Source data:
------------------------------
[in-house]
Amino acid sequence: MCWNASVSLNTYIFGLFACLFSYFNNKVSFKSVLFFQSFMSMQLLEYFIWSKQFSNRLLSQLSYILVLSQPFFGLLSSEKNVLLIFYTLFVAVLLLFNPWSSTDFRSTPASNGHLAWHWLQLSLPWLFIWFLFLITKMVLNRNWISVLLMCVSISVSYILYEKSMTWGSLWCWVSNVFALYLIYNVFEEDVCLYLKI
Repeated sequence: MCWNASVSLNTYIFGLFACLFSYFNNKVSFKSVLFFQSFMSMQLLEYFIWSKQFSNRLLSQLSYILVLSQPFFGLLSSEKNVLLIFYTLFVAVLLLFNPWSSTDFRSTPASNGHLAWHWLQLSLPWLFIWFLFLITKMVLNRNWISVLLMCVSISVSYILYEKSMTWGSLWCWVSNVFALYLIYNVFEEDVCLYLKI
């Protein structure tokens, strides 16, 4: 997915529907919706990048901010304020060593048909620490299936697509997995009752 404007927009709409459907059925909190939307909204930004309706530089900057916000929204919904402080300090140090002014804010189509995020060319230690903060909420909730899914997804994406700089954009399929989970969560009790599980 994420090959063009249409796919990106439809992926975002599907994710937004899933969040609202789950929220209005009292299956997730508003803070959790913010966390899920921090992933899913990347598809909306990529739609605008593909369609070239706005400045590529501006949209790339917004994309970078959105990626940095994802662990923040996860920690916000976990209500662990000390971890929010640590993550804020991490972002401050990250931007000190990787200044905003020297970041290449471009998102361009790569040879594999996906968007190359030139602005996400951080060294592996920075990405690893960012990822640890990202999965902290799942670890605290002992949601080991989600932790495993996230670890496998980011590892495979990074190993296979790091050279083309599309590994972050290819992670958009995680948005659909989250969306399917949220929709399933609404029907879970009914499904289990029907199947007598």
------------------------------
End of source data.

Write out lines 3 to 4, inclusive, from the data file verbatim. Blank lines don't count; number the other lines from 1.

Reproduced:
Repeated sequence: MCWNASVSLNTYIFGLFACLFSYFNNKVSFKSVLFFQSFMSMQLLEYFIWSKQFSNRLLSQLSYILVLSQPFFGLLSSEKNVLLIFYTLFVAVLLLFNPWSSTDFRSTPASNGHLAWHWLQLSLPWLFIWFLFLITKMVLNRNWISVLLMCVSISVSYILYEKSMTWGSLWCWVSNVFALYLIYNVFEEDVCLYLKI
């Protein structure tokens, strides 16, 4: 997915529907919706990048901010304020060593048909620490299936697509997995009752 404007927009709409459907059925909190939307909204930004309706530089900057916000929204919904402080300090140090002014804010189509995020060319230690903060909420909730899914997804994406700089954009399929989970969560009790599980 994420090959063009249409796919990106439809992926975002599907994710937004899933969040609202789950929220209005009292299956997730508003803070959790913010966390899920921090992933899913990347598809909306990529739609605008593909369609070239706005400045590529501006949209790339917004994309970078959105990626940095994802662990923040996860920690916000976990209500662990000390971890929010640590993550804020991490972002401050990250931007000190990787200044905003020297970041290449471009998102361009790569040879594999996906968007190359030139602005996400951080060294592996920075990405690893960012990822640890990202999965902290799942670890605290002992949601080991989600932790495993996230670890496998980011590892495979990074190993296979790091050279083309599309590994972050290819992670958009995680948005659909989250969306399917949220929709399933609404029907879970009914499904289990029907199947007598």